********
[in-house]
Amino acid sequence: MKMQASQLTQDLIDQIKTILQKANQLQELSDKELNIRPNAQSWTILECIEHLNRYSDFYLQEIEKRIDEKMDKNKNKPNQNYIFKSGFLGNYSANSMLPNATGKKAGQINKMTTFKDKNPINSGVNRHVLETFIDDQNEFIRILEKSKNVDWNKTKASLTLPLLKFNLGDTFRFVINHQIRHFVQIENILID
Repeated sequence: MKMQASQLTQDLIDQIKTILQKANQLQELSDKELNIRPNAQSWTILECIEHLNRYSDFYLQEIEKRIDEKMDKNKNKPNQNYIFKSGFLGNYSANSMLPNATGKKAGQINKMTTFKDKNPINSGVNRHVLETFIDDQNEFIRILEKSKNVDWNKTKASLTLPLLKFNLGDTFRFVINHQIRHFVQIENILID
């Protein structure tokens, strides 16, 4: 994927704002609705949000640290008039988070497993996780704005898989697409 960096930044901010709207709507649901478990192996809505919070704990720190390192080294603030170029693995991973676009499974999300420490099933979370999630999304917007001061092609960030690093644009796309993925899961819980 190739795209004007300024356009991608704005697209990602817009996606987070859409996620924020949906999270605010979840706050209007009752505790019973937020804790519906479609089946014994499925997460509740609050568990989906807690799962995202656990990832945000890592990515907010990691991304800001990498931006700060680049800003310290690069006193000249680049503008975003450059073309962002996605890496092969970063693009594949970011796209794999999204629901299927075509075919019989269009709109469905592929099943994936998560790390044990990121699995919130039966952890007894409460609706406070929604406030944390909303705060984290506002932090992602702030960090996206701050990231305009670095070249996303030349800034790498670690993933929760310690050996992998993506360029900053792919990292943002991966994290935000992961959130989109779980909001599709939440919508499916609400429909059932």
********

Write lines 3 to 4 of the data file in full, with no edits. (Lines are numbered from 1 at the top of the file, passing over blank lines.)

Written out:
Repeated sequence: MKMQASQLTQDLIDQIKTILQKANQLQELSDKELNIRPNAQSWTILECIEHLNRYSDFYLQEIEKRIDEKMDKNKNKPNQNYIFKSGFLGNYSANSMLPNATGKKAGQINKMTTFKDKNPINSGVNRHVLETFIDDQNEFIRILEKSKNVDWNKTKASLTLPLLKFNLGDTFRFVINHQIRHFVQIENILID
């Protein structure tokens, strides 16, 4: 994927704002609705949000640290008039988070497993996780704005898989697409 960096930044901010709207709507649901478990192996809505919070704990720190390192080294603030170029693995991973676009499974999300420490099933979370999630999304917007001061092609960030690093644009796309993925899961819980 190739795209004007300024356009991608704005697209990602817009996606987070859409996620924020949906999270605010979840706050209007009752505790019973937020804790519906479609089946014994499925997460509740609050568990989906807690799962995202656990990832945000890592990515907010990691991304800001990498931006700060680049800003310290690069006193000249680049503008975003450059073309962002996605890496092969970063693009594949970011796209794999999204629901299927075509075919019989269009709109469905592929099943994936998560790390044990990121699995919130039966952890007894409460609706406070929604406030944390909303705060984290506002932090992602702030960090996206701050990231305009670095070249996303030349800034790498670690993933929760310690050996992998993506360029900053792919990292943002991966994290935000992961959130989109779980909001599709939440919508499916609400429909059932």